Anyway, I am talking about the The Munsters. The Munster family. Specifically, the recent remake Mockingbird Lane.
|Munsters Go Home|
|The Munsters Today|
|Here Comes The Munsters|
I bring all this up, because knowing is half the battle. Also, to remind people that the idea of continuing or rebooting The Munsters is not new.
So, a few years ago NBC decided it wanted to restart The Munsters. To bring this about, they hired Bryan Fuller. Fuller is well known for his work on a number of other shows. Wonderfalls. Dead Like Me. Hannibal. Pushing Daisies. (He also worked on Heroes and Star Trek: Yoyager, but I won't hold that against him.) Making Pushing Daisies alone means he deserves a shot, and plenty of respect.
I mean, Pushing Daisies!
But I think, sadly, most everyone judged and condemned the idea of this show before it was even made. And the fact Fuller said he was going to modify the characters only turned people hostile.
I hope I can get you to reconsider.
First, the show was renamed (like we've seen with many new takes on older ideas). It was called Mockingbird Lane, the name of the street they live on.
For the pilot they reimagined the characters as more modern. Also, like you can expect from Bryan Fuller, the characters have a darker edge to them (while maintaining a fantastical quality). Vampires are vampires. Being a wolf kid has repercussions. And being a collection of parts isn't all that great.
That can mean for many that this idea is DOA. A no go. Changes can be hard to take. And often they can do nothing to improve things. There are many examples in TV and movies where the results are a mess. But there are others where it can be an interesting new approach. And, it's Bryan Fuller. It's going to be a treat for the eyes, at least. So I will be dropping in some images from the show at time to just marvel at the art work and sets.
|"And all through the woods, everyone could hear the creature bellowing,|
'I can't believe they remade it! There's no originality left in TV!'"
|Please don't be Michael Jackson...You know, the video, |
Black or White?
They are interrupted when a dark figure pulls one of the kids into the bushes.
As the scout master approaches, he sees black fur and piercing eyes stare back out at him. A werewolf then leaps out of the brush, and pounces on the scout master. It then proceeds to race around knocking the scouts around, as they flee.
|"Sir? Why didn't we just drive away last night?"|
|Eddie Munster, played by Mason Cook.|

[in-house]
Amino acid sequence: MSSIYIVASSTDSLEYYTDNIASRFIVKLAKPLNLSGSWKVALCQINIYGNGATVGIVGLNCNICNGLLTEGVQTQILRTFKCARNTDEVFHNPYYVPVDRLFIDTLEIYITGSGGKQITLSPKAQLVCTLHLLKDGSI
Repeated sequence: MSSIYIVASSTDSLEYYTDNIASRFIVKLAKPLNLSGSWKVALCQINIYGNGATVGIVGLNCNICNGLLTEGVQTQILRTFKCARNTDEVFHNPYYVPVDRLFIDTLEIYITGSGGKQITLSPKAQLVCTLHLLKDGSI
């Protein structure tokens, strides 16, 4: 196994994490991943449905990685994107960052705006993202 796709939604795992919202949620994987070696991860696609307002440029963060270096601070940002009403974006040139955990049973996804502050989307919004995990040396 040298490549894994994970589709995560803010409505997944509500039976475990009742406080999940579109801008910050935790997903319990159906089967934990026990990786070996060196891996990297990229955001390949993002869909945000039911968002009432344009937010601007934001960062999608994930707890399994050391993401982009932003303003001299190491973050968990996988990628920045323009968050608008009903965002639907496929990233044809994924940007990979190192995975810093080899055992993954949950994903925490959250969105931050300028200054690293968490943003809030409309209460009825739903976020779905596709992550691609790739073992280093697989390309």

After all, we learn that the werewolf was in fact Eddie Munster. He's getting to that age. (And he may not be driven by hunger yet.) Unfortunately for him, he doesn't know it.
|Marilyn Munster, played by Charity Wakefield|
As the estate agent goes through the house's lovely history. She grows less pleased. It will not meet the needs of her family.
But she turns and looks across the street and sees something that looks more appropriate to her. 1313 Mockingbird Lane. It's a massive Victorian house. (And you can notice the Golden Gate Bridge in the background.) It is run down, with police tape along the front fence of the property.
The estate agent tries to dissuade her. It is a murder house. Many lives were lost in it. Homeless people were taken there and killed. There could still be bodies buried on the grounds.And it's possible some were placed in the walls of the house. And Marilyn replies that they all found a home then.
She won't take no on this.
Marilyn seems to have a macabre, but optimistic view. The actress playing her is Charity Wakefield. She's been in The Raven, and before that, in Marple and Midsomer Murder mysteries.
This is being played by Jerry O'Connell. He's been in many shows and movies, including My Secret Identity and Sliders. In animation he's been the voice of Captain Marvel (Shazam these days) and Nightwing.
|Herman Munster, played by |
Some won't accept this change. I'll be honest, when I first saw this show, I balked at this reveal. It's so different.
But if you've seen the earlier takes on the character (in the other remakes), Herman has only grown to be more and more a caricature. It seems the only way to attempt the character now is to try and go back to the original ideas of Mary Shelley and take another path. The result is a being who is inhuman, being a construct of dead bodies, but filled with a genuine heartfelt humanity. And while he's not normal, he's eager to find a way to give his son some level of normalcy. (But being Munsters makes that difficult.)
|"Oh, look son. A family...dungeon..."|
So far Eddie's blacking out during his change, and just accepts the stories his parents tell him. Last time, it was a baby bear that tore up the camp site. Still, that only confuses him as to why the family so quickly up and moved.
As it is, just Herman, Eddie, and Marilyn have moved in. When we meet the rest of the family, it's obvious why.
Two movers begin pulling off two large crates. They are bothered as the crates made the truck unnaturally cold. And as they move one of the crates, they begin hearing movement inside the crate.
This leads them to drop the crate, cracking it. A mass of rats race out of the crate. This panics the movers, who race off and leave the crates lying there.
The rats begin coalescing, climbing on top of each other, growing into a larger and larger pile. Then out of the pile emerges a figure. Grandpa has arrived. And he's nude.
He's played by Eddie Izzard. A great comedian. He's also appeared in a number of movies, including The Avengers (the other one) and The Shadow of the Vampire.
|Grandpa Munster (D.), played by Eddie Izzard|
This scene does suggest that they've borrowed a lot from the imagery of Dracula, as we've seen it since the 90's. A number aspects shown in
Grandpa during this pilot remind me heavily of the Francis Ford Coppola version of Dracula. (He even asks to be called D. by people he meets.)
|Well, now we know where Charlotte's kids ended up...|
From the other crate, a mist emerges, and a woman forms from it. She stands quietly as spiders mass above her.
Lily has arrived. And, as a break from the original show, she seems to be more like her father, Grandpa. This version of her seems to be someone who has actual powers and abilities, but uses them sparingly.
|Lily Munster, played by Portia de Rossi.|
With the family all in place, they sit down for breakfast, and a talk. They try to figure out how to explain to Eddie what is happening. And, how to help him suppress it.